Iron Age Ads

| April 2005

  • IronAgeAds.jpg

  • IronAgeAds.jpg

If you think outsourcing materials and supplies is something new, take a moment to consider the early American tractor industry. True, many of the pioneering manufacturers poured the molds for every piece of their equipment, casting and machining everything from the power unit to the final drive. But an equal - if not greater - number of early tractor manufacturers sourced parts for their machinery from vendors eager to supply a growing industry.

Foote Bros. Gear & Machine Co., Chicago, Ill., was one of those vendors. A once humble concern with roots in the machining industry going back to 1859, Foote was a leader in gear and transmission technology by the time this advertisement appeared in the February 1920 issue of Tractor and Gas Engine Review.

Foote actively pursued the growing market for gas-powered tractors, and by 1920 the company offered five different transmissions - all of them featuring closed, dust-proof construction - to suit the needs of various-sized tractors.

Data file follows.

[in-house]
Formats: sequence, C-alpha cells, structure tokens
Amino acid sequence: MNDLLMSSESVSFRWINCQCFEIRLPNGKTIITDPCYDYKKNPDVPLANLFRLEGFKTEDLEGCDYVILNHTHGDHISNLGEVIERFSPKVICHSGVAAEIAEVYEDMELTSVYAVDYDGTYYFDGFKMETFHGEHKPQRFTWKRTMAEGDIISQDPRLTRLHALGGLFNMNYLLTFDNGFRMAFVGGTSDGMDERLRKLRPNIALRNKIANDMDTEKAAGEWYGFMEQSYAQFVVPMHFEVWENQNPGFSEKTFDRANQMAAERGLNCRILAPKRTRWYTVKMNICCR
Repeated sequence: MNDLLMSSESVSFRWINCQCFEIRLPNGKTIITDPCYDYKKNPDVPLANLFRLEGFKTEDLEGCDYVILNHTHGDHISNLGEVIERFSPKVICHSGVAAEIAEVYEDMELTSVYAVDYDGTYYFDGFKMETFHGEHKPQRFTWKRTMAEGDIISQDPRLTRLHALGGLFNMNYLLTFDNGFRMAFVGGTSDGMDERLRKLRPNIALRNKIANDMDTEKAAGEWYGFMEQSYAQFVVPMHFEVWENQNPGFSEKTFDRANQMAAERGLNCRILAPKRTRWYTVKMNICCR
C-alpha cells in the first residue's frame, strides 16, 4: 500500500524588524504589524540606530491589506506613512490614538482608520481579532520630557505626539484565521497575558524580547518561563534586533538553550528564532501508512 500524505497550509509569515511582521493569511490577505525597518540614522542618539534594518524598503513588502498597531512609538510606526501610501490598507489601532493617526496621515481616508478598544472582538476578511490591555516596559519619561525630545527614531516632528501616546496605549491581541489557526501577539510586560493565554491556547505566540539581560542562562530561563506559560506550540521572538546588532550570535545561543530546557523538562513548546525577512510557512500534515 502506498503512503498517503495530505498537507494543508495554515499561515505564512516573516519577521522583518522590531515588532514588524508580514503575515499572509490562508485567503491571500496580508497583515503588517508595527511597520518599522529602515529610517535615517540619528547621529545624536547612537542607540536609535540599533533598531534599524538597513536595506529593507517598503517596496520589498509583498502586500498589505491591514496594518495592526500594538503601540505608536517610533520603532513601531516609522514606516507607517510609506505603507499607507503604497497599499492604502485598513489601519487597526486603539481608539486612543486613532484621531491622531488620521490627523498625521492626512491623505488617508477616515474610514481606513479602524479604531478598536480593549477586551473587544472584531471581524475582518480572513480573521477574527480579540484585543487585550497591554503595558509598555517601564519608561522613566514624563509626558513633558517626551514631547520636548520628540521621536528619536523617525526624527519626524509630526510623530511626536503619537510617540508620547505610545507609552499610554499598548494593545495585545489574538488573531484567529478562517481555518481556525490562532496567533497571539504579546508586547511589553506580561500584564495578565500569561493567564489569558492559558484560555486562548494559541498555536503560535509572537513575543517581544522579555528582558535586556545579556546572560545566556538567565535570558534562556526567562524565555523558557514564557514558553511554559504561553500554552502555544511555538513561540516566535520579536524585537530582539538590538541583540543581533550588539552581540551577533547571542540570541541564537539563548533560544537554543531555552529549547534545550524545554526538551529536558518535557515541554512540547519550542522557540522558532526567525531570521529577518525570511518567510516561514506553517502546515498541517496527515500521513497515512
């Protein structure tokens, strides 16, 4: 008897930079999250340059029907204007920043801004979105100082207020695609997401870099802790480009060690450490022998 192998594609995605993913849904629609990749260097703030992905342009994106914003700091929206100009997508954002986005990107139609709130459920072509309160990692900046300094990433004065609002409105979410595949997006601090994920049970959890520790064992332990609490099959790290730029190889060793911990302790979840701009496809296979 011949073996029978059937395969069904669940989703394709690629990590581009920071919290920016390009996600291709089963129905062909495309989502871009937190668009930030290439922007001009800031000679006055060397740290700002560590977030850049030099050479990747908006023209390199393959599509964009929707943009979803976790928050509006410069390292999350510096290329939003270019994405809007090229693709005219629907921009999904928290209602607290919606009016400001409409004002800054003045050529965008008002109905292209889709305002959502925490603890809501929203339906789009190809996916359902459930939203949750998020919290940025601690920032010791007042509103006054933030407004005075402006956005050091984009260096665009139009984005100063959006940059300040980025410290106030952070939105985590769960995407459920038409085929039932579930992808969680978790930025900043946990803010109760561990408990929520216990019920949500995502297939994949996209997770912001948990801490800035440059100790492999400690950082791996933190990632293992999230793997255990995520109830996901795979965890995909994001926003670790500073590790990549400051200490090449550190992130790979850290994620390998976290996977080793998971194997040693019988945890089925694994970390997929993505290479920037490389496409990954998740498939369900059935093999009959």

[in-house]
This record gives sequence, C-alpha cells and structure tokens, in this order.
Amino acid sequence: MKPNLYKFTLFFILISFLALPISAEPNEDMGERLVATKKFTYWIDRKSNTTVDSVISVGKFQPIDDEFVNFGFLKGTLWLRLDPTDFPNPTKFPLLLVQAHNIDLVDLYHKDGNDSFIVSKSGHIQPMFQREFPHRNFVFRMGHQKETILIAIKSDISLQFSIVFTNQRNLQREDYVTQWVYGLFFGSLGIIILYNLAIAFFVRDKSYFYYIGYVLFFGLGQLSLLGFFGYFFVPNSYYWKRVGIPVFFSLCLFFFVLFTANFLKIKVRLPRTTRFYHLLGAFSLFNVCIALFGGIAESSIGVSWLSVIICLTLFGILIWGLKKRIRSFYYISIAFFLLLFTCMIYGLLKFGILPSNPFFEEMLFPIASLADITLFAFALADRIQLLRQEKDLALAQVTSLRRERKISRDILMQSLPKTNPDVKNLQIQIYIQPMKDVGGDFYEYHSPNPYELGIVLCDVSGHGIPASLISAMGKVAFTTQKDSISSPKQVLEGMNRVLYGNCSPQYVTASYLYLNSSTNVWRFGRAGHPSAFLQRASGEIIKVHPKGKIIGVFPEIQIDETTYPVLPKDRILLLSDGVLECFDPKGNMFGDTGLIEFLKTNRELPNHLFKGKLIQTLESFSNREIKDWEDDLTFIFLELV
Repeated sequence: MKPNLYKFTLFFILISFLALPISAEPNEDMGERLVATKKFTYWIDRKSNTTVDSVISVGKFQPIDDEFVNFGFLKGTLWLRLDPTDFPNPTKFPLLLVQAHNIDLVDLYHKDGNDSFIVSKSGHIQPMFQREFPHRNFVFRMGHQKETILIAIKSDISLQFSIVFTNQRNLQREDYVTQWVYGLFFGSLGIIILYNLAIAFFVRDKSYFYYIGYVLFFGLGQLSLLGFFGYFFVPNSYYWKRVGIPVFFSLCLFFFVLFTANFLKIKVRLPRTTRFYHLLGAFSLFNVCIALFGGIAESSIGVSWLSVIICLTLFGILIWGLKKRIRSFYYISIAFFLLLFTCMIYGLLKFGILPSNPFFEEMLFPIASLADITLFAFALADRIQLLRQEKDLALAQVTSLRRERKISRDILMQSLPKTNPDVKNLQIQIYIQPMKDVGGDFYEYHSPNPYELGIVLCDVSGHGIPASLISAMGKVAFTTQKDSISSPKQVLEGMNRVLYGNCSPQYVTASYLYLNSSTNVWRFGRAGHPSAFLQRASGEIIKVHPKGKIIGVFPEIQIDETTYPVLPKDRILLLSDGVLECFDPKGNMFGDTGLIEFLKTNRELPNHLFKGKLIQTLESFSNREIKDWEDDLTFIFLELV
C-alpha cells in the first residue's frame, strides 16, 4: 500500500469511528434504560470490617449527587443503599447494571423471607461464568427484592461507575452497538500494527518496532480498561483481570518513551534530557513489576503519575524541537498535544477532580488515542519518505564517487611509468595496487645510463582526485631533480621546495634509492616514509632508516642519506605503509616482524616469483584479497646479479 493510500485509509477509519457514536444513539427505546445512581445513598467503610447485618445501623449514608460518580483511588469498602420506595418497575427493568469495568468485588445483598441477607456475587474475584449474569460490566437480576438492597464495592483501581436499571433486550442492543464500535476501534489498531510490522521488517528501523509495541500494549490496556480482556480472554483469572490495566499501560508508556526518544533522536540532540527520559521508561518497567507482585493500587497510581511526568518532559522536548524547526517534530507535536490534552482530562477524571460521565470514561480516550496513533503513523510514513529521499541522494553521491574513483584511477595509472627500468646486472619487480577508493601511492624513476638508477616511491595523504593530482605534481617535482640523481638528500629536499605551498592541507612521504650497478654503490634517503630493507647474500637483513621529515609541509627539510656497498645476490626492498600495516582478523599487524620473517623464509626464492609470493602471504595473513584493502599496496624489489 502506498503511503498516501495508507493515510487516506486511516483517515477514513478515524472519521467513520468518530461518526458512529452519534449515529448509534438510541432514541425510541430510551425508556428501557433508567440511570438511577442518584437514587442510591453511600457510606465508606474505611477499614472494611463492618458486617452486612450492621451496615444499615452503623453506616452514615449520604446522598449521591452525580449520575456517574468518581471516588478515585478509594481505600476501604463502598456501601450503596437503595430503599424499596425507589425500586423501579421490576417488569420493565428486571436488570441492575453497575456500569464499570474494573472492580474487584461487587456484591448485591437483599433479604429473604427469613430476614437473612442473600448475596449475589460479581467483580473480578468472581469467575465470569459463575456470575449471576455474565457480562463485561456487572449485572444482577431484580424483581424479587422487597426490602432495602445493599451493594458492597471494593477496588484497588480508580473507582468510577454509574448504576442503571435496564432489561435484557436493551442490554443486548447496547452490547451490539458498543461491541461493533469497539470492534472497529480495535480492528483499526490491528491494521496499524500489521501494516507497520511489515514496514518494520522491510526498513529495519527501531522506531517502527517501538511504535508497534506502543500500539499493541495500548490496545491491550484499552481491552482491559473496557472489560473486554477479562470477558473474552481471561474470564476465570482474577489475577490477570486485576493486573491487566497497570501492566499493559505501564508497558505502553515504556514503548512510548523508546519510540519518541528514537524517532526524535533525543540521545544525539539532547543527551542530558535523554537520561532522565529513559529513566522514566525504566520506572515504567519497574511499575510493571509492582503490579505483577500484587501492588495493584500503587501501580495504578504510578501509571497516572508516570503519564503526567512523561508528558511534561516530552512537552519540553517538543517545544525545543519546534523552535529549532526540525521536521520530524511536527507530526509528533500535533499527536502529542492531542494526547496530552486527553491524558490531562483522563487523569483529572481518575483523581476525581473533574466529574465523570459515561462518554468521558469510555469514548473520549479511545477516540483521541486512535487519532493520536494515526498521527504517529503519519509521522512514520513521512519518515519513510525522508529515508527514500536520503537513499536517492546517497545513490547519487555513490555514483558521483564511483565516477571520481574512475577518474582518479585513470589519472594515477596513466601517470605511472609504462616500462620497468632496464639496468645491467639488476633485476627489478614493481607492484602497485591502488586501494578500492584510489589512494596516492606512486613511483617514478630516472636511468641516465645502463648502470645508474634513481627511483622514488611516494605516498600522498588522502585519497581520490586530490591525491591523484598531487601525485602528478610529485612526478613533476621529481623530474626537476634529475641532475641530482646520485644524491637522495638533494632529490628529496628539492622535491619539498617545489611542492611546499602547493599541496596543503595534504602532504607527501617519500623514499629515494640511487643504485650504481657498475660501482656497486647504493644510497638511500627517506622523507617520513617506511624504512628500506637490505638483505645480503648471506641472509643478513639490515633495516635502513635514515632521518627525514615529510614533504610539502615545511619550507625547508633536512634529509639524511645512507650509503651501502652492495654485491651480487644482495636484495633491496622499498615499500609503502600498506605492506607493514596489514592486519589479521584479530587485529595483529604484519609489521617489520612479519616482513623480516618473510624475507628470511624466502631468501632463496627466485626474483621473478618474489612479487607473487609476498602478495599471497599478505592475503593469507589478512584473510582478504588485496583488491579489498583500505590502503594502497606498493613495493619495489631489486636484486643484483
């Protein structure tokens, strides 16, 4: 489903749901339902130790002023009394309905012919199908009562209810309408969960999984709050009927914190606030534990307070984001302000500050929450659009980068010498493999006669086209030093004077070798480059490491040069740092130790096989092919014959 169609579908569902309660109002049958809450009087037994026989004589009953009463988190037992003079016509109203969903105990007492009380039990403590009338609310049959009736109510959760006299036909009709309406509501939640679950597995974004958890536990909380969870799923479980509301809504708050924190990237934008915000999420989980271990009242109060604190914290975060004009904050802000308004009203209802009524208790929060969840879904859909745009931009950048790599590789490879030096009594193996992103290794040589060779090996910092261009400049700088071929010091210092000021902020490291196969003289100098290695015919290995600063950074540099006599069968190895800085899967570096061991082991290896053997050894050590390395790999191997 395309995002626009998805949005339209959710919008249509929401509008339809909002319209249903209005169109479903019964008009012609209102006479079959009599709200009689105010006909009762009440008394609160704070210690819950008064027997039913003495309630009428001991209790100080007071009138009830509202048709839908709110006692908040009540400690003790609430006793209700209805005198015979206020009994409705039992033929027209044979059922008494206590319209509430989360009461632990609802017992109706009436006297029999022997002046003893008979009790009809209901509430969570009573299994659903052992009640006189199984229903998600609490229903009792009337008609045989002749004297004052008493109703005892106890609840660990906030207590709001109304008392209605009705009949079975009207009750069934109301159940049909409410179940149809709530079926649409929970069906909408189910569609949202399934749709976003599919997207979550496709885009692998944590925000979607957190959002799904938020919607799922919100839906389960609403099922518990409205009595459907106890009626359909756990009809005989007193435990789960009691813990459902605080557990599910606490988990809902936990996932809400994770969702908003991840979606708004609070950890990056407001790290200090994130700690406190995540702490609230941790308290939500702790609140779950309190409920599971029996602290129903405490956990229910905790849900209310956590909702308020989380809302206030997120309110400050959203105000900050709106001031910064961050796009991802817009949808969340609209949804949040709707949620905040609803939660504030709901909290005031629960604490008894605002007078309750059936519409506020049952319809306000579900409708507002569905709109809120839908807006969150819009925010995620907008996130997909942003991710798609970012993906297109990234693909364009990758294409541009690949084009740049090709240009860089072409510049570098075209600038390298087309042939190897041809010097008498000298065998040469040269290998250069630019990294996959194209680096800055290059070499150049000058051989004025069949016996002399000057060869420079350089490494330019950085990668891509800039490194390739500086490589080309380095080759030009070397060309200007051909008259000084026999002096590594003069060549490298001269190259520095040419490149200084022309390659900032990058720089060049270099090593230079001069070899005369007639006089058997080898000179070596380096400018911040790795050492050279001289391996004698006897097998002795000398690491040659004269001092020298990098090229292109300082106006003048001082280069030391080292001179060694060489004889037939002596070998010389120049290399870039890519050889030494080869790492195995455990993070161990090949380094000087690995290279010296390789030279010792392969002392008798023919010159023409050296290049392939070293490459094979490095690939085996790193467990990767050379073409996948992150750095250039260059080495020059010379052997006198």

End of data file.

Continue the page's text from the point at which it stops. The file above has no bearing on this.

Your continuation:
Foote's lightest transmission, the Model B, was a 2-speed unit suitable for 3-plow tractors. Next up was the heavier-duty Model C, rated for 4- to 6-plow tractors, and available with an optional third gear. For manufacturers of larger tractors, a heavy-duty Model D was available, featuring two forward gears and one reverse, and featuring a set of "quick change gears" that could be reversed to give lower gearing. This was followed by the Model D-U, rated for engines of 30 to 40 hp and featuring the same reversible gearing, and a planetary final drive. The Model D-U could be supplied complete with cushion springs, steering gear, and engine and front axle supporting frame.

Last on Foote's roster of tractor transmissions was the Model F-U, essentially identical to the Model D-U but built for smaller, 20 to 30 hp engines.

Although Foote transmissions were used by many manufacturers, Foote didn't always get credit for its innovative work. Illinois Tractor Co., for instance, billed the transmission in its 1917 Super-Drive as "The Illinois Enclosed Transmission," with nary a hint the unit was actually a Foote Model D-U.


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